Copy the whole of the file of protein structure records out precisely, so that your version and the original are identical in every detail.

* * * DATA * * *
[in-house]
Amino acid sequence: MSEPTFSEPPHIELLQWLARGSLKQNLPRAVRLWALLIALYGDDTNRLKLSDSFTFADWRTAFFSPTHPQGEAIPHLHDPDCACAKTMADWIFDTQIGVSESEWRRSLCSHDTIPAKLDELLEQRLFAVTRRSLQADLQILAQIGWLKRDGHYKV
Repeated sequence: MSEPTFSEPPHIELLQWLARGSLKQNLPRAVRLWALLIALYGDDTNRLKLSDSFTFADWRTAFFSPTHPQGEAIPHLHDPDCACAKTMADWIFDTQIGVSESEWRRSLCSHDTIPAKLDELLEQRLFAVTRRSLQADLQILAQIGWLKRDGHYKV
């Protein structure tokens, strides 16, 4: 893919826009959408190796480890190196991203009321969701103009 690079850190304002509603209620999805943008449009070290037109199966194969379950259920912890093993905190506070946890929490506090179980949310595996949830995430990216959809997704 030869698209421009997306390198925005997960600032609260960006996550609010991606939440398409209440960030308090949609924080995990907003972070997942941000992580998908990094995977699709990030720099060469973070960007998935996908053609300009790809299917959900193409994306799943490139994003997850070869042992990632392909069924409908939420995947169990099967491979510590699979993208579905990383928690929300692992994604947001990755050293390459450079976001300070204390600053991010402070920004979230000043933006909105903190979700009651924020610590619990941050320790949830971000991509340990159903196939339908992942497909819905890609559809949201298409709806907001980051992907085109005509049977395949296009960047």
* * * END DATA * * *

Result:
[in-house]
Amino acid sequence: MSEPTFSEPPHIELLQWLARGSLKQNLPRAVRLWALLIALYGDDTNRLKLSDSFTFADWRTAFFSPTHPQGEAIPHLHDPDCACAKTMADWIFDTQIGVSESEWRRSLCSHDTIPAKLDELLEQRLFAVTRRSLQADLQILAQIGWLKRDGHYKV
Repeated sequence: MSEPTFSEPPHIELLQWLARGSLKQNLPRAVRLWALLIALYGDDTNRLKLSDSFTFADWRTAFFSPTHPQGEAIPHLHDPDCACAKTMADWIFDTQIGVSESEWRRSLCSHDTIPAKLDELLEQRLFAVTRRSLQADLQILAQIGWLKRDGHYKV
């Protein structure tokens, strides 16, 4: 893919826009959408190796480890190196991203009321969701103009 690079850190304002509603209620999805943008449009070290037109199966194969379950259920912890093993905190506070946890929490506090179980949310595996949830995430990216959809997704 030869698209421009997306390198925005997960600032609260960006996550609010991606939440398409209440960030308090949609924080995990907003972070997942941000992580998908990094995977699709990030720099060469973070960007998935996908053609300009790809299917959900193409994306799943490139994003997850070869042992990632392909069924409908939420995947169990099967491979510590699979993208579905990383928690929300692992994604947001990755050293390459450079976001300070204390600053991010402070920004979230000043933006909105903190979700009651924020610590619990941050320790949830971000991509340990159903196939339908992942497909819905890609559809949201298409709806907001980051992907085109005509049977395949296009960047």